Monday, March 12, 2012

Fantasy Woman

The young woman is sitting there naked. Lips breathlessly parted. From both sides, men are handing her purses. You can only see the men’s hands and cuffs but the impression is that they are fully clothed, probably expensively, as they compete for the woman’s attention. Whom will she choose? More than a purse is at stake here, it seems.

What is happening here?
It’s not the cover of a romance novel or a soft-porn film, it’s a full-page Lord & Taylor advertisement in The New York Times. So, what is Lord & Taylor trying to say? Come on in guys, these purses drive women wild. Surely the ad isn’t pitched to women, even though I assume women are the most likely customers for purses. If it is, the message is something like, Why buy these baubles when you can take off your clothes and get them for free.

I like sex. I love Victoria’s Secret. Maybe I should just shut up and enjoy the show, but when I see an ad like that I can’t help feeling a little ashamed of being a man. We ought to be able to love women without trivializing them, without implying that the only way they can get what they want in the world is by undressing.

Someone--I assume it’s men, but maybe it’s some women too--has a serious hang-up about sex and women. Women who want contraception are sluts. Women who want gender equality in the workplace are bitches. What we seem to hate is not the sexualization of women, but their taking control of it. We sexualize them relentlessly, as in the Lord & Taylor ad, but that’s us. That’s our fantasy. That’s the woman we want, the submissive temptress. A real woman, with her own wants and needs, scares us.

I think I understand the male side of this, but what I cannot fathom is why women put up with it. If I were a woman, I would never buy another thing from Lord & Taylor. I would never buy anything from anyone who ran ads of naked women to sell their products. (I guess I’d have to draw the line at naked men too--sorry Calvin.)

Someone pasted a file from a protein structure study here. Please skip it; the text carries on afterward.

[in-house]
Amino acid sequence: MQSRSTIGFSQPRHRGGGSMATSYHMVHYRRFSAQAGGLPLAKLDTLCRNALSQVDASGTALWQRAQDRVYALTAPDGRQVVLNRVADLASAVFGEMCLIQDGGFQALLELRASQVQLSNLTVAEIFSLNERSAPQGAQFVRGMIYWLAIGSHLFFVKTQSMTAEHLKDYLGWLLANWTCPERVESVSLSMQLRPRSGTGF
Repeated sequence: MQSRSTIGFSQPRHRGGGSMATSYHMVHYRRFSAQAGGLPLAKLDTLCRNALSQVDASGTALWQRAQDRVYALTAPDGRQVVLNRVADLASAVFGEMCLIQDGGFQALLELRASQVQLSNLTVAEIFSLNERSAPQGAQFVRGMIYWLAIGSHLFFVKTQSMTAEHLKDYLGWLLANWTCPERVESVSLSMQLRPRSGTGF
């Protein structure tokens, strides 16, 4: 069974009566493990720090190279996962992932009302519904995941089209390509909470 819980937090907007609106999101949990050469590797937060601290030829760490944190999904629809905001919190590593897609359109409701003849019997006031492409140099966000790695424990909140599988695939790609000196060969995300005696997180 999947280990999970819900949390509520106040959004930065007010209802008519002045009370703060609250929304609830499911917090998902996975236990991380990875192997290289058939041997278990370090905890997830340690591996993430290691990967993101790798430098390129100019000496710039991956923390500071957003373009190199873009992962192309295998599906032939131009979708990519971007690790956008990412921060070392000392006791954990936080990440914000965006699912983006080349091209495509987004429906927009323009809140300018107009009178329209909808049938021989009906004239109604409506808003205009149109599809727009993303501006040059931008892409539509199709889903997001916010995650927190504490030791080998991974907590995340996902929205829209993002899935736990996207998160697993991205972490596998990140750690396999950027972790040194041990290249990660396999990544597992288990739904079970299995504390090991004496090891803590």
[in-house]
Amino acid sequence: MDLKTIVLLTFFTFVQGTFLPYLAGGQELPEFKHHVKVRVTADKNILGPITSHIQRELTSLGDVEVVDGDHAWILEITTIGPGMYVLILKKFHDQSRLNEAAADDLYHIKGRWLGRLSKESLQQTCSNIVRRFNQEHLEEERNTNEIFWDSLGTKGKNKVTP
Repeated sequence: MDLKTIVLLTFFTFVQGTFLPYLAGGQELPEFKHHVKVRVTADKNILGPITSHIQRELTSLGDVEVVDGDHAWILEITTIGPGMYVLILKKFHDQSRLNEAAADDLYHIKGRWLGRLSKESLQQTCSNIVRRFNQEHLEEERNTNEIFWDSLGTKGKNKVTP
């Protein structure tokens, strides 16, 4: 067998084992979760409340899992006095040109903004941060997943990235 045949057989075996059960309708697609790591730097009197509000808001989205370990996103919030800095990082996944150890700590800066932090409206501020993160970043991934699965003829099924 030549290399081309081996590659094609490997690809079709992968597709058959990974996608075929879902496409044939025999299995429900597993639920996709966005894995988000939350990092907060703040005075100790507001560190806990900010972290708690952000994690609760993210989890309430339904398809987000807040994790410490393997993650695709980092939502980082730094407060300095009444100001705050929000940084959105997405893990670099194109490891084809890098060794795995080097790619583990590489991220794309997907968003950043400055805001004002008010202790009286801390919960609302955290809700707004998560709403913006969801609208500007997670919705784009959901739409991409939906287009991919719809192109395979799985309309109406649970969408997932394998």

I think men are the problem here, but perhaps women are complicit. We’re all a little confused about the line between being considered sexually attractive and being objectified. Thanks to Darwin, men can pull off sexy by showing they can afford expensive suits and watches (and could therefore provide well for a family). Darwinianly, women have to show they will be good breeders and have good genes to pass along, which means showing enough of face and figure to pass that test. Somehow we managed to propagate the species for millennia, though, without women taking it all off. Many even feel nothing is sexier than imagination.

It’s hard to imagine why women in this country--educated, rich women, women who can afford expensive purses--put up with this way of depicting them and, implicitly, their worth to society. Maybe they are confused about who they are, about what it takes to be attractive and desirable. If that’s the case, let me, on behalf of all men who love Victoria’s Secret, reassure them that we don’t want to live our fantasies. We want our partners to be like us: smart, independent, thoughtful. We want them to take our fantasies out for a wild time once in a while and show up for work in the morning. They are called fantasies because they aren’t real. Women aren’t sluts. We don’t want them to be. Why do we let advertisers treat them like they are?


  1. Maybe why this is why I love Eileen Fisher. And Camilla Olson.

    And you. :-)

  2. It takes two to tango

  3. Pay me ten thousand and I'll pose nude. I promise I won't complain about being objectified.